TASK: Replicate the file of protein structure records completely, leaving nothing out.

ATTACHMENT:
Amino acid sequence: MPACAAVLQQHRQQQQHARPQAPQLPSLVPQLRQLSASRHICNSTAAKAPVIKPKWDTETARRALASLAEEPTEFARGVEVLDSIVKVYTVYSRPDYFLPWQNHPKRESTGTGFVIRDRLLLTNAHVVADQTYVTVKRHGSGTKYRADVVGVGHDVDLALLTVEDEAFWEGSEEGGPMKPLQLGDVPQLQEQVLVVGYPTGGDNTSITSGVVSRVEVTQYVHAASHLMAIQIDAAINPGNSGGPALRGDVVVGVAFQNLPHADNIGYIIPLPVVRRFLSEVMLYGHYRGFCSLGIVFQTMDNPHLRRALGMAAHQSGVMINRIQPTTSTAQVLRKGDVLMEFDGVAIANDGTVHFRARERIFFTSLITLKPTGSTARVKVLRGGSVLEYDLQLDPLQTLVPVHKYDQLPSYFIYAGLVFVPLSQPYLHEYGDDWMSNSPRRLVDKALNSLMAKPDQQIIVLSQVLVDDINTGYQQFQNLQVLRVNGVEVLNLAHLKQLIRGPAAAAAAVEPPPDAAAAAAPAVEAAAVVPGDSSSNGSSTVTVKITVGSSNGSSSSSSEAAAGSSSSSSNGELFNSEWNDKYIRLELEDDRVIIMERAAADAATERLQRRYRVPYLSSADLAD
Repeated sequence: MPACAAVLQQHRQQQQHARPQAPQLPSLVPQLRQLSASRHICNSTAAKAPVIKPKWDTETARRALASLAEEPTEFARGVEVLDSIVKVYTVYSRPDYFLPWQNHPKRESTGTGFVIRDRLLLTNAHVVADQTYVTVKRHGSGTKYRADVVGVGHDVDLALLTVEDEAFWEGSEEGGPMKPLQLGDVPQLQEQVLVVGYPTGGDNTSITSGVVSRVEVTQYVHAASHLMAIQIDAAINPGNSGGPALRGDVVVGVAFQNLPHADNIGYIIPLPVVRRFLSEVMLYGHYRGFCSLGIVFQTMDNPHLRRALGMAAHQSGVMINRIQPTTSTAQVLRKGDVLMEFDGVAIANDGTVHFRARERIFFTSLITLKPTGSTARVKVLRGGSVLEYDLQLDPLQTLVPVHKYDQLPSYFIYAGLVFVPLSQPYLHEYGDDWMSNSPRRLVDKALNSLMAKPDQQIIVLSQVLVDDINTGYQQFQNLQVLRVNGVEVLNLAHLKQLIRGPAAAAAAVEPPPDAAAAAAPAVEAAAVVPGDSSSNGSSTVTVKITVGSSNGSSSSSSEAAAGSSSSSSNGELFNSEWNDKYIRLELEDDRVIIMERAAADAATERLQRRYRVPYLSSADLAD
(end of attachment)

Amino acid sequence: MPACAAVLQQHRQQQQHARPQAPQLPSLVPQLRQLSASRHICNSTAAKAPVIKPKWDTETARRALASLAEEPTEFARGVEVLDSIVKVYTVYSRPDYFLPWQNHPKRESTGTGFVIRDRLLLTNAHVVADQTYVTVKRHGSGTKYRADVVGVGHDVDLALLTVEDEAFWEGSEEGGPMKPLQLGDVPQLQEQVLVVGYPTGGDNTSITSGVVSRVEVTQYVHAASHLMAIQIDAAINPGNSGGPALRGDVVVGVAFQNLPHADNIGYIIPLPVVRRFLSEVMLYGHYRGFCSLGIVFQTMDNPHLRRALGMAAHQSGVMINRIQPTTSTAQVLRKGDVLMEFDGVAIANDGTVHFRARERIFFTSLITLKPTGSTARVKVLRGGSVLEYDLQLDPLQTLVPVHKYDQLPSYFIYAGLVFVPLSQPYLHEYGDDWMSNSPRRLVDKALNSLMAKPDQQIIVLSQVLVDDINTGYQQFQNLQVLRVNGVEVLNLAHLKQLIRGPAAAAAAVEPPPDAAAAAAPAVEAAAVVPGDSSSNGSSTVTVKITVGSSNGSSSSSSEAAAGSSSSSSNGELFNSEWNDKYIRLELEDDRVIIMERAAADAATERLQRRYRVPYLSSADLAD
Repeated sequence: MPACAAVLQQHRQQQQHARPQAPQLPSLVPQLRQLSASRHICNSTAAKAPVIKPKWDTETARRALASLAEEPTEFARGVEVLDSIVKVYTVYSRPDYFLPWQNHPKRESTGTGFVIRDRLLLTNAHVVADQTYVTVKRHGSGTKYRADVVGVGHDVDLALLTVEDEAFWEGSEEGGPMKPLQLGDVPQLQEQVLVVGYPTGGDNTSITSGVVSRVEVTQYVHAASHLMAIQIDAAINPGNSGGPALRGDVVVGVAFQNLPHADNIGYIIPLPVVRRFLSEVMLYGHYRGFCSLGIVFQTMDNPHLRRALGMAAHQSGVMINRIQPTTSTAQVLRKGDVLMEFDGVAIANDGTVHFRARERIFFTSLITLKPTGSTARVKVLRGGSVLEYDLQLDPLQTLVPVHKYDQLPSYFIYAGLVFVPLSQPYLHEYGDDWMSNSPRRLVDKALNSLMAKPDQQIIVLSQVLVDDINTGYQQFQNLQVLRVNGVEVLNLAHLKQLIRGPAAAAAAVEPPPDAAAAAAPAVEAAAVVPGDSSSNGSSTVTVKITVGSSNGSSSSSSEAAAGSSSSSSNGELFNSEWNDKYIRLELEDDRVIIMERAAADAATERLQRRYRVPYLSSADLAD